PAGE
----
If you're thinking of leaving finance, throwing it all, in and doing something more interesting instead, then Bill Dale's your man. Dale spent 10 years working in the City of London between 1990 and 2000, as a senior equity research analyst at SG Warburg (now part of UBS). He then left for 13 years and set up a film company, before coming back to help manage Nomura's now-defunct equity research team in 2013.
We asked Dale what he's learned from his eclectic career. This is what he said...
So, you’ve done a career in finance and you’ve done a career in the arts…Plenty of people working in banking might envy you. What would your advice be to bankers who’d like a more creative career?
“Firstly, and pretty obviously – these are two completely different worlds. It obviously depends slightly upon where in the arts you want to go and what you want to do there, but if you aspire to work in something like film or creative writing, you need to know that these are extremely difficult areas to make any kind of a living in. “
"In my time, banking was always full of people who’d rather be doing things but who had a ‘safety first’ mentality when they left university. Plenty of them then ended up staying on.
This might be why, when I left banking the first time to go into films, the number of people who said ‘Why are you leaving, this is a great career,’ was outnumbered by around 50:1 by the number of people who said, ‘That’s great – I wish I could do that too.’”
Why did you go into banking in the first place? And why did you then leave to become a film director?
“I’d always wanted to write and had always been interested in film, but I wasn’t exactly sure what I wanted to do. I went to a few banking careers events while I was at university and the industry did a great job of selling itself as a career with early responsibilities and great opportunities.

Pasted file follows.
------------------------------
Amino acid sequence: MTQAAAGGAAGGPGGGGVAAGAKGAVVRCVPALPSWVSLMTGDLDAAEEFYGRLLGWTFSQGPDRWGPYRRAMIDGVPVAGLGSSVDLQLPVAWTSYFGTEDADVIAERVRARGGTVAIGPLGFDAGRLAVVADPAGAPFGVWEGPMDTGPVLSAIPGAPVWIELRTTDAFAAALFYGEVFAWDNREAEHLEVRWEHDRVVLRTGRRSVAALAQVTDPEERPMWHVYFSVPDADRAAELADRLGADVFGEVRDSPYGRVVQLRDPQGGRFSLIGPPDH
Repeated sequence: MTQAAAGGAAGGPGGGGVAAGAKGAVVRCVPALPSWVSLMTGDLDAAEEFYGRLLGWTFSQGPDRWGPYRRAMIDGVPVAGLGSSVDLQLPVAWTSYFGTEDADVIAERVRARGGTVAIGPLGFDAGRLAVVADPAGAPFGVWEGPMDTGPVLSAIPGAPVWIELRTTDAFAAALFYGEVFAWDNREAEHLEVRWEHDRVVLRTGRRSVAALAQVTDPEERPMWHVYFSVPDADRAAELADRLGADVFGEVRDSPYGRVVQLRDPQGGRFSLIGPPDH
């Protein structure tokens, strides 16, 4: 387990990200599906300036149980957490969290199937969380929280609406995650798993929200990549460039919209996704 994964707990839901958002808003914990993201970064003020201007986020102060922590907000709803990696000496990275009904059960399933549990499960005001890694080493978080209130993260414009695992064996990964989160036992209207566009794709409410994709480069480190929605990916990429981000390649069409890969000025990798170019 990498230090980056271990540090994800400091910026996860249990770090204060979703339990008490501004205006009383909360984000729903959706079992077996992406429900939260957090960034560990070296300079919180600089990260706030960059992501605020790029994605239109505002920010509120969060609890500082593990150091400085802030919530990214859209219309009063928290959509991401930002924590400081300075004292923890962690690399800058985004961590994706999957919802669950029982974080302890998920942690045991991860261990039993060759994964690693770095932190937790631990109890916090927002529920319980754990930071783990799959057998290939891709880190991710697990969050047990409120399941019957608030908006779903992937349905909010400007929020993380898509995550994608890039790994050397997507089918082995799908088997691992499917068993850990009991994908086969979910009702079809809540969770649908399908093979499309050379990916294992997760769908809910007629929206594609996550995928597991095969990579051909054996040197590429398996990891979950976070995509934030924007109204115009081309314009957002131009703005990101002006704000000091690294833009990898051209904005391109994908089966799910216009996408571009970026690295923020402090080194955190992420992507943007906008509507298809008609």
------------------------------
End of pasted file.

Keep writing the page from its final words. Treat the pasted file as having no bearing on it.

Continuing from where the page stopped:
I figured I’d go into the City for a couple of years and see how it went. After a couple of years, it was going well so I stayed another couple and then another couple. After my fourth or fifth couple I thought it might be time to try a few other things. I was fortunate that there were some pretty good bonus payments knocking around and that I’d been a top ranked analyst and was heading a team from an early age. Financially, I was in a position to contemplate other options.
I was also ready to do something else. – I wouldn’t say I was burned out, but I’d been doing a hell of a lot of travelling and working all hours and going out all the time and I’d begun to hanker for something different. I wanted to step off.”
So, how did you get into film?
“A lot of my friends were working outside banking – as well as bankers, accountants and lawyers I knew cartoonists, comedians and journalists. I was at a wedding and I spoke to a guy and mentioned I was thinking of making a film, and he said he had a cousin who wanted to make a low-budget film. The cousin knew a former pub landlord who also wanted to make a film and group of us got together.”
And it went from there…?